Judgment of suspended Anti Corruption Court for Wednesday
Posted Wednesday, December 18 2013 at 08:54
The Constitutional Court is this Wednesday morning expected to deliver its verdict that will decide the fate of the suspended Anti Corruption Court; five months after its operations were frozen.
The much awaited judgment is expected to be read by Acting Chief Justice Steven Kavuma.
Other justices on the panel will include; Remmy Kasule, Geoffrey Kiryabwire, Solomy Balungi Bossa and Lillian Tibatemwa.
On July 12 this year, the Constitutional Court halted all the criminal proceedings that were going on in the High Court, Anti Corruption Division and those arising from the magistrates pending the determination of the main petition, which judgment is to be passed Wednesday.
Last week, the Registrar of the court, Mr John Erutu issued out judgment notices to concerned parties to come and receive their judgment Wednesday.
This matter arose about two years ago when a concerned city lawyer Davis Wesley Tusingwire went to court to challenge the judicial duties executed by the magistrates attached to the High Court, Anti Corruption Division as being unconstitutional.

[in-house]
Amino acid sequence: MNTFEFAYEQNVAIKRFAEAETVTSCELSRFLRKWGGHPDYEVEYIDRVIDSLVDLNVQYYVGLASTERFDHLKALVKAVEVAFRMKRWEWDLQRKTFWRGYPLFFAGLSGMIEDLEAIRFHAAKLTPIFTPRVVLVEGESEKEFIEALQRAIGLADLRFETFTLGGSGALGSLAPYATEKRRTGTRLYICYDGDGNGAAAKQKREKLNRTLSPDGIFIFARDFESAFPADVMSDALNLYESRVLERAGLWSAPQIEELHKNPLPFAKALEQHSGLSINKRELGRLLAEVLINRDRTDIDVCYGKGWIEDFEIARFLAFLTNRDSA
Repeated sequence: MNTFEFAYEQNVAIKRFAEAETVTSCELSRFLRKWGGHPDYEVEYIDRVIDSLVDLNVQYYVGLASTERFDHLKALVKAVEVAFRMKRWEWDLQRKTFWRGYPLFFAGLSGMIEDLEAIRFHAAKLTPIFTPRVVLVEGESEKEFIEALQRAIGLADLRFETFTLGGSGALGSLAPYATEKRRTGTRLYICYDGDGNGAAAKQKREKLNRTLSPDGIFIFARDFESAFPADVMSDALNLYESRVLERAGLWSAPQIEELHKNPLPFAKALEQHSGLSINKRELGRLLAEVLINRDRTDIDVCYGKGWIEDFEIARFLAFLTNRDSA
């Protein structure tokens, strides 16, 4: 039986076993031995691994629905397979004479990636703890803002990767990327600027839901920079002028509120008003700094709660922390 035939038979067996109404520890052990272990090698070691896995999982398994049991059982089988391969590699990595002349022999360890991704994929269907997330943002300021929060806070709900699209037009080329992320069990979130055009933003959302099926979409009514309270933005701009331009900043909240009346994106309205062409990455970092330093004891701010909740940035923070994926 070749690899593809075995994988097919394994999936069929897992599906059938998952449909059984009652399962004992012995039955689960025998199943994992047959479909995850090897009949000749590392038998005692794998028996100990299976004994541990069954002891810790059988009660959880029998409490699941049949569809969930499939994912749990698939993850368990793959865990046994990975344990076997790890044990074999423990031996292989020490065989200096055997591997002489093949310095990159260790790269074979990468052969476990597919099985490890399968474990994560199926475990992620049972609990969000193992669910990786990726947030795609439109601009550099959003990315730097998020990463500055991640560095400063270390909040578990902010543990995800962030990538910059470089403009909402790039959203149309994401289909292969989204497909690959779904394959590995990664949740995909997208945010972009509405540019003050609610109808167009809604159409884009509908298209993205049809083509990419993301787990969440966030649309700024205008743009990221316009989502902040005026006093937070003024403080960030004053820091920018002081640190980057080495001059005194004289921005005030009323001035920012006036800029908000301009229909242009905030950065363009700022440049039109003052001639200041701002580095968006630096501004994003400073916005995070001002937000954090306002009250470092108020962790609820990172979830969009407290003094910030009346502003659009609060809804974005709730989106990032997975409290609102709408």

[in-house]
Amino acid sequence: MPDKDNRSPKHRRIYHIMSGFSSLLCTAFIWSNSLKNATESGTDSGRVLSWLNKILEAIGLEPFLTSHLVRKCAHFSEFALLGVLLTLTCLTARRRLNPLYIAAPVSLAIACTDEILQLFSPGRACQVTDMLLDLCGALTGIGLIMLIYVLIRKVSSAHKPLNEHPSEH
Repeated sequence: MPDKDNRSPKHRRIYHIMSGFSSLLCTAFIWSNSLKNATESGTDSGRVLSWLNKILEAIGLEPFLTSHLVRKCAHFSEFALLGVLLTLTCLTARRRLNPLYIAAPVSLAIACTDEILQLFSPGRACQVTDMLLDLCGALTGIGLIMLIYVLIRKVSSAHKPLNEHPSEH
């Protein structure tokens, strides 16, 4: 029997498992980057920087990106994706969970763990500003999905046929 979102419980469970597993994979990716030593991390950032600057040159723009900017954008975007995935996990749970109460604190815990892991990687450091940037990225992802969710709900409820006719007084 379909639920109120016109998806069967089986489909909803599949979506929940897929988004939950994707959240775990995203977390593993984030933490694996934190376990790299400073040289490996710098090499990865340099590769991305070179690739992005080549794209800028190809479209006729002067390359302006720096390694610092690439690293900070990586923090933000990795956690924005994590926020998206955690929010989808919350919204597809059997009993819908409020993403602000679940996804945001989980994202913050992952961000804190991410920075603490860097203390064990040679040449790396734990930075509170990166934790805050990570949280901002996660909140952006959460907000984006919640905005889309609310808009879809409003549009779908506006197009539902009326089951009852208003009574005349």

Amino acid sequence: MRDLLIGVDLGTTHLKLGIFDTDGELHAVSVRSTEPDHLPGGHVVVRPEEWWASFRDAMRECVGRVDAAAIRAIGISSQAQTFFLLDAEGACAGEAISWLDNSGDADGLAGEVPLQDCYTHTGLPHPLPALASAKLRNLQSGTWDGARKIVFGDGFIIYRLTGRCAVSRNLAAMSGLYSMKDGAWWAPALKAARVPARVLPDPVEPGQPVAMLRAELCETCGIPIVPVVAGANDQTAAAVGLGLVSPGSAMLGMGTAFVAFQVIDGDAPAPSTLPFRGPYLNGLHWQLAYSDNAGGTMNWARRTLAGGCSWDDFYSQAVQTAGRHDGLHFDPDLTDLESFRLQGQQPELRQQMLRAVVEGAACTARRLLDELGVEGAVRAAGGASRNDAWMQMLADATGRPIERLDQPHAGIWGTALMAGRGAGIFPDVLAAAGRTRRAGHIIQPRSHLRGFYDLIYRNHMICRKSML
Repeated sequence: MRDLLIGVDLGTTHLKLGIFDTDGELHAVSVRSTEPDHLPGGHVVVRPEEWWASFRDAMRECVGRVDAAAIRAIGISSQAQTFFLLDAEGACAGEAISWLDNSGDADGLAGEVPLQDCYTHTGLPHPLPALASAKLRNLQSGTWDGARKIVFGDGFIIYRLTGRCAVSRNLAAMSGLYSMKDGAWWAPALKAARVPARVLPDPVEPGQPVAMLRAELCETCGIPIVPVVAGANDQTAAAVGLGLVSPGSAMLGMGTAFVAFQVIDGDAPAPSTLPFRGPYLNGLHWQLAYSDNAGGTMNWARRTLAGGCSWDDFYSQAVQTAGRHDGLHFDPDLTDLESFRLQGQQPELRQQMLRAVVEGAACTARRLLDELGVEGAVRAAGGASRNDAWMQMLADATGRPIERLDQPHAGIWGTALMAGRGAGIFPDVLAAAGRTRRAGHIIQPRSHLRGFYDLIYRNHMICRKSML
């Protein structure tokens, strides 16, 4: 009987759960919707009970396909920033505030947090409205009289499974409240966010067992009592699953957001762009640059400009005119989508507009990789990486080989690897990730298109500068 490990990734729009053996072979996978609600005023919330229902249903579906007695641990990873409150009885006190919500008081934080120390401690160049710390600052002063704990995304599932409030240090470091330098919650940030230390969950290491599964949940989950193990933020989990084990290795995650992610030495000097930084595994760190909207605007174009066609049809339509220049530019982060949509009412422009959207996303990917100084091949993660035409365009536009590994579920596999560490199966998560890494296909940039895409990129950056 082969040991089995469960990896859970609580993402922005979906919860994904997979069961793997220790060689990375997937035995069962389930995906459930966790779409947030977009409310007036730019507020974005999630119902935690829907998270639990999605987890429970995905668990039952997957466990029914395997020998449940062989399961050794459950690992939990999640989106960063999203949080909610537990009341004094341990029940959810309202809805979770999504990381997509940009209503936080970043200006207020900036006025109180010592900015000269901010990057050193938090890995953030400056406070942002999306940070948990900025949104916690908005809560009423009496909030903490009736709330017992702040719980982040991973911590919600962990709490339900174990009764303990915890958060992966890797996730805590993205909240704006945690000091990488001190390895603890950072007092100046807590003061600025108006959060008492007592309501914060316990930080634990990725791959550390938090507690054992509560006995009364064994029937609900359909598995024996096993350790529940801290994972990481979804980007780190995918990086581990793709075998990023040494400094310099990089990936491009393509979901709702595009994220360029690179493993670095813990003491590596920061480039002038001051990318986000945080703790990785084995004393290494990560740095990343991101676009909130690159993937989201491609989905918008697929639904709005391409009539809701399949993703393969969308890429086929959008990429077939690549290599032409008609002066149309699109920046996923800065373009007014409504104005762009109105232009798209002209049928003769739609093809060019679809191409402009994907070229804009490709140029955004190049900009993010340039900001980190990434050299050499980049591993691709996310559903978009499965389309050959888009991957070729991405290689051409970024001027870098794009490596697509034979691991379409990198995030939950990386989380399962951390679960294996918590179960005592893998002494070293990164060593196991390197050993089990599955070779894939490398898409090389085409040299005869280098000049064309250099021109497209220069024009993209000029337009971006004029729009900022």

Today’s verdict could see all the corruption convicts who went through the anti-graft court freed from jail if court agrees with the argument that the magistrates attached to Anti Corruption Court did not have a constitutional mandate to execute their judicial duties, hence their proceedings and judgments are null and void.
On the contrary, the Constitutional Court could order that the suspension of the anti-graft court be lifted and operations resume normally.
The court was established in 2009 by out-going Chief Justice Benjamin Odoki with the main aim of combating corruption cases. Over 251 cases were affected in this closure of the very court.
The delivery of this judgment comes at the time when the anti corruption crusaders had threatened to stage series of demonstrations if the judiciary had not delivered this judgment by the end of this month.
The anti corruption crusaders led by Cissy Kagaba, claim that the continued closure of the anti graft court was becoming a stumbling block to the fight against corruption.
Several inmates at Luzira Prison had also petitioned human rights bodies including the Uganda Human Rights Commission seeking for their indulgence to have justice done to them on grounds that they had been indefinitely remanded contrary to their constitutional rights of having a speedy and fair trial.